- The Karava are a predominantly coastal population, inhabiting the western and southern parts of the country from Chilaw to Hambantota.
- The Karava however originally seem to have settled in the region in and around Negambo, and it was only in later years that they dispersed to other areas such as Moratuwa to the south and Chilaw to the north.
- A census of the British-ruled maritime districts of South and West taken in 1814 returned as many as 15.2 percent Karava in the total population., with as many as 19.5 percent Karava resident in the Kalutara district. The de Fonseka’s were a prominent Karava family from Kalutara.
- Roberts (1982) basing his conclusions on the censuses of 1814 and 1824 roughly estimates the population percentage of the Karava in the total Singhalese population of the 1820s to be 8.4 percent. Ivan (1990) however estimates the same to be 10 percent and it is unlikely that this has changed much today.
- The military tradition which was largely a mercenary one and probably inherited from their Kaurava forbearers however does not appear to have lasted long as the upkeep of an army of foreign warriors out of state funds was very likely not a viable one. Land grants to the Karava by the Singhalese royalty not only encouraged them to settle down here, but also provided them the means for a more stable lifestyle.
- The military tradition of the early Karava nevertheless continued among some of their descendants, especially those able-bodied men who had chosen to follow the calling of their ancestors by supporting the established order with military power. Valentijn (1726) refers to the Karava having a militia under them such as Mudaliars, Muhandirams, Aratchches and Lascorins while Loten (1757) informs us that some of the Karawa perform Lascorin’s service, chiefly in the district of Negombo. Thus, we find Michael de Fonseka and other family members in the services with the Dutch in 1658 and beyond (Baldaeus).
- The Karava as a body were not only faithful to their colonial masters but were faithful to the Sinhalese kings they worked for. Among the Karava chieftains who rose to prominence in the Kandyan kingdom were Varuna Kula Aditya Arasa Nila Ittan Manuel Dias Andradi Mudali who was appointed Maha Adigar (Maha Adikaram) of the Kingdom by Don Juan Vimaladharmasuriya in 1590.
- Another prominent member of the caste was Antonio Baretto alias Kuruvita (Kurukula Vira Ittan) bandara (Kuruvita Rala) who won several battles against the Portuguese and was appointed Viceroy of Uva. He along with his kinsmen, Admiral Pedro Baretto was also given charge of the royal navy, commanding warships such as Kistena, Olanda and Vasanava which operated off Kottiyar Bay and defeated many a Portuguese vessel.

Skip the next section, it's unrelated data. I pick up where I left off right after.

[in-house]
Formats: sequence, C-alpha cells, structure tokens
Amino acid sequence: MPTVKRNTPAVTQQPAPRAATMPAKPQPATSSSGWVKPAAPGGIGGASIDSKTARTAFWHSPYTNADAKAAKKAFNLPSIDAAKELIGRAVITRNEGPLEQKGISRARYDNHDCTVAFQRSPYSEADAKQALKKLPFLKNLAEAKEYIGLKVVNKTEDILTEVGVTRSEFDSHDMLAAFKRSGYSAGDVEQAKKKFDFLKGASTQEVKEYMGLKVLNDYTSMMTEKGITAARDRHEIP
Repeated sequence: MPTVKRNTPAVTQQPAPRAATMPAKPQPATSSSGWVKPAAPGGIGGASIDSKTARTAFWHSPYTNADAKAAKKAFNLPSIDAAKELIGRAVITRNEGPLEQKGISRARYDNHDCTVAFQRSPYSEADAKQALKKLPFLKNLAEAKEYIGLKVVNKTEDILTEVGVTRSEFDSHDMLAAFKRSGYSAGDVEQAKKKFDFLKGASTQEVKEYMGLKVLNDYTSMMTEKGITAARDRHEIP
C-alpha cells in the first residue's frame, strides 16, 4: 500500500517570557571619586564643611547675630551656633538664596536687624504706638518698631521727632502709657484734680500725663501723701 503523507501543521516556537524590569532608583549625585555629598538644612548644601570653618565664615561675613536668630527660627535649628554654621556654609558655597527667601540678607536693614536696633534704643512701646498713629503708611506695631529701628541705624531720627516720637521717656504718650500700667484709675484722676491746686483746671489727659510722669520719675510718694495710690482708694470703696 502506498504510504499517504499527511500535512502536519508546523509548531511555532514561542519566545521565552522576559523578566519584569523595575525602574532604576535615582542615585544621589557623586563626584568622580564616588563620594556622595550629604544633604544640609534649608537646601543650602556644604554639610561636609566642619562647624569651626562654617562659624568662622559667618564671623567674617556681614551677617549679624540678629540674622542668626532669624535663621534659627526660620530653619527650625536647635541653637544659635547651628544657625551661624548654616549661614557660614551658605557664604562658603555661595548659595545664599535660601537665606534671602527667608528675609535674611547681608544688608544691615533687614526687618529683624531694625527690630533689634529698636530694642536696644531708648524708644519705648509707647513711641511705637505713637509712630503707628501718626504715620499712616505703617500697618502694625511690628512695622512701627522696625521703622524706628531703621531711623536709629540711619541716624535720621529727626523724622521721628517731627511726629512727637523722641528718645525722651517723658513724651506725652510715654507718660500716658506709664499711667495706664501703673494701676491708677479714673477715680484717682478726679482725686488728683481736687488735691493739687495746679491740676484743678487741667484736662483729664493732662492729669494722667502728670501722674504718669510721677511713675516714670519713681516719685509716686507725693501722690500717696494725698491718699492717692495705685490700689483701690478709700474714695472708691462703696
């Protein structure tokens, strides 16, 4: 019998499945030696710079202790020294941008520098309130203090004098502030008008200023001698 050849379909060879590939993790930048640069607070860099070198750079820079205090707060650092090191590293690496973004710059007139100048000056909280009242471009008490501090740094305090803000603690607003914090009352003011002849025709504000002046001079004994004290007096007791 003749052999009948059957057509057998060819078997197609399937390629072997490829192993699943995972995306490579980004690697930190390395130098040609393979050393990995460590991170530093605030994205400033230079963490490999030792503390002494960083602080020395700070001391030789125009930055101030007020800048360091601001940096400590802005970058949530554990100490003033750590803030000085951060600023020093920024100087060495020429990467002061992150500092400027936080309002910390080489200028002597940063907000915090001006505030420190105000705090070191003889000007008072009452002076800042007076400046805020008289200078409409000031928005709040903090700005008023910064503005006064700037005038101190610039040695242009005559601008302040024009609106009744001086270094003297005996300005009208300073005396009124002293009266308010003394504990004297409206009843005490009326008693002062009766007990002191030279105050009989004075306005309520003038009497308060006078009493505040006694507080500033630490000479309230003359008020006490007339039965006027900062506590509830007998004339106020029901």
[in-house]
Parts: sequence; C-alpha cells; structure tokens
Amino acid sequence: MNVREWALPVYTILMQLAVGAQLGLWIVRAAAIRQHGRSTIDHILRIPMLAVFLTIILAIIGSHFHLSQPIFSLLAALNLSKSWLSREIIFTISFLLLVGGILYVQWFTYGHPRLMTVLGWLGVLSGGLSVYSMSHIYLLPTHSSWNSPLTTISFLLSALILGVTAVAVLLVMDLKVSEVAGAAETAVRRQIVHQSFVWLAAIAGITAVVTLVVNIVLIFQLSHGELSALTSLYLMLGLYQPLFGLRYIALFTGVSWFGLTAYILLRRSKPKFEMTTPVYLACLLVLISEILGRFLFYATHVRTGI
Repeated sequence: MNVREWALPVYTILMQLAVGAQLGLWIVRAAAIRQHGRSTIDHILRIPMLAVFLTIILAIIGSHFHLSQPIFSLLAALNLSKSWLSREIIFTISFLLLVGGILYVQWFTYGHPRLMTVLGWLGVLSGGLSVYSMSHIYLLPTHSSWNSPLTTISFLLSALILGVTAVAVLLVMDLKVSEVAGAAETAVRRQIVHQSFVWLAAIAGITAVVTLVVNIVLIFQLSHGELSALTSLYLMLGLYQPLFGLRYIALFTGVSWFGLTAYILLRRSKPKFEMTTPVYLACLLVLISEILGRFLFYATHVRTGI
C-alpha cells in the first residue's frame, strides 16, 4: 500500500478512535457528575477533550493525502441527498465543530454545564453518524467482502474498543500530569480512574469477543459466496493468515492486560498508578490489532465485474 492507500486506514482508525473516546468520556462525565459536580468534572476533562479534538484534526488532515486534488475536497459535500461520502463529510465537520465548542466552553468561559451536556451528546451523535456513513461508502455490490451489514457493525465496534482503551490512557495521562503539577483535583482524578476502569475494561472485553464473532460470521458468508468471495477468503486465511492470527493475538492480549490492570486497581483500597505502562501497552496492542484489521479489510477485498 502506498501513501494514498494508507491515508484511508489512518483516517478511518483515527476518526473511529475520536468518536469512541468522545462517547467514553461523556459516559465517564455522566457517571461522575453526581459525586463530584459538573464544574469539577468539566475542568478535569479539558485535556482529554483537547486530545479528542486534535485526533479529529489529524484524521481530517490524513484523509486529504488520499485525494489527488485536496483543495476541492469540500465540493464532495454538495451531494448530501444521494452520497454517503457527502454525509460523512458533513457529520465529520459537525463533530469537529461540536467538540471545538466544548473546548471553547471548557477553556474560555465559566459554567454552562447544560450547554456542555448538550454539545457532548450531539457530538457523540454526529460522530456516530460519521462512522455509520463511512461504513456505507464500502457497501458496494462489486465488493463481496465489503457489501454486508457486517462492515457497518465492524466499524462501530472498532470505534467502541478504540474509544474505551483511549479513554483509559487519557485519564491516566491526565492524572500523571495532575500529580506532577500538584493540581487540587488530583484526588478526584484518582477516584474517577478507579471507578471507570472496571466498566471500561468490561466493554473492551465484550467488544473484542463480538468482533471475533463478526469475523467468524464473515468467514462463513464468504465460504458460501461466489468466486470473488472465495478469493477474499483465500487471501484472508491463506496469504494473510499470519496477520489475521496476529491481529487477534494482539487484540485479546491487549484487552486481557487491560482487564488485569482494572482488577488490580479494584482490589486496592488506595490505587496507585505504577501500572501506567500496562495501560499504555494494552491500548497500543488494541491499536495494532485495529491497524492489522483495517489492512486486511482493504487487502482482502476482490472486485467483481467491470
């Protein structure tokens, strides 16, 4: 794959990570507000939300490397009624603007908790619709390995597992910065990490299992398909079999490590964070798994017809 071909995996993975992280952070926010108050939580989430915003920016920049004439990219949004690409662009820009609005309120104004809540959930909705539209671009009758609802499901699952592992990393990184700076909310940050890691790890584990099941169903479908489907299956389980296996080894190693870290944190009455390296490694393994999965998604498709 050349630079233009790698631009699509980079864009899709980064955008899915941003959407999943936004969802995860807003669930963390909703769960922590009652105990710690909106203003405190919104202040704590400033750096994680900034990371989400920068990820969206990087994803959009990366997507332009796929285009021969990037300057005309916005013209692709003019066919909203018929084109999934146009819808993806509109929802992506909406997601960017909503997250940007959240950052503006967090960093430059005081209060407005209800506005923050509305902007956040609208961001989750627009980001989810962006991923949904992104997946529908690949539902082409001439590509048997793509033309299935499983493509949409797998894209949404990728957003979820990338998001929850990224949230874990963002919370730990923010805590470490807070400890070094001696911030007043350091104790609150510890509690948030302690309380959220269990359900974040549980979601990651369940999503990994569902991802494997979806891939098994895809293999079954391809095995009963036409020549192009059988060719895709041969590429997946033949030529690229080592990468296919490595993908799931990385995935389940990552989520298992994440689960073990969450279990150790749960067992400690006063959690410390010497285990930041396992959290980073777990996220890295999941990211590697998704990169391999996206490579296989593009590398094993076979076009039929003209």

- Many also played an important role in the struggle against British Imperialism. Jayasuriya Artha Deva Guneratne Patabendige Francisco Fernando known as ‘Puran Appu’ led the Matale rebellion in 1848 against the British (Kurukula Charithaya).
- Valentijn (1726) notes that Karava are the most important fishermen, who also make their chiefs as they are experts at war. He also mentions nine different sub-castes based on the fishing methods used. Tennent (1859), an early British writer, tells us that the means of the living of the Karava was not restricted to fishing alone and that the numbers are employed with everything connected with the building and management of boats, catamarans and coasting vessels.
- Many Karava folk also entered skilled crafts such as carpentry and woodworking, especially in the southern coastal areas such as Moratuwa.
- Maritime commerce also seems to have figured prominently among the wealthier Karava. The Karava in a petition in 1830 included among their occupations ‘Merchandisse in Merchant Dhonies or Boats (sailing to coast with the produce of this country, and returning from thence with the produce of those countries)
- Karava folk of areas such as Kataluva, Koggala, Malalagama, Weligama etc owned huge sea faring vessels known as Yatra (Dhonies) which could accommodate 200-300 men and around 100 tons of goods. These transported food items, onion, pepper, arecanuts to Batticaloa, Trincomalee and Jaffna. The thriving business however gradually declined due to introduction of lorries.
- Besides trading, the Karava made good use of the laisse Faire economic system introduced by the British colonial regime, investing their monies in industrial and commercial ventures that yielded high returns, such as the import and export trade, mining, plantations and arrack distillation.
- Karava entrepreneurs of old were ship chandlers (S.P.D.B.D de Silva), sawmill owners and barrel manufacturers (Simon Fernando), timber contractors (The Lindamulage de Silva Wijeratnes), citronella oil dealers (B. Samaraweera) and Jewelers (B.P. de Silva). Among the other industries were graphite mining (Vidanalage de Mels, Gabriel Fernando and others) and the production of arrack (Mahawaduge Cornelis Perera, Y.B.M Perera).
- By the time the country received independence from the British in 1948, the Karava were a well-established community with a considerable stake in the country’s commercial and industrial sectors.
The information presented the above summary has been taken from the excellent book
‘Caste in Sri Lanka – From Ancient Times to the Present Day’,
Asiff Hussein, 2013, Neptune Publications.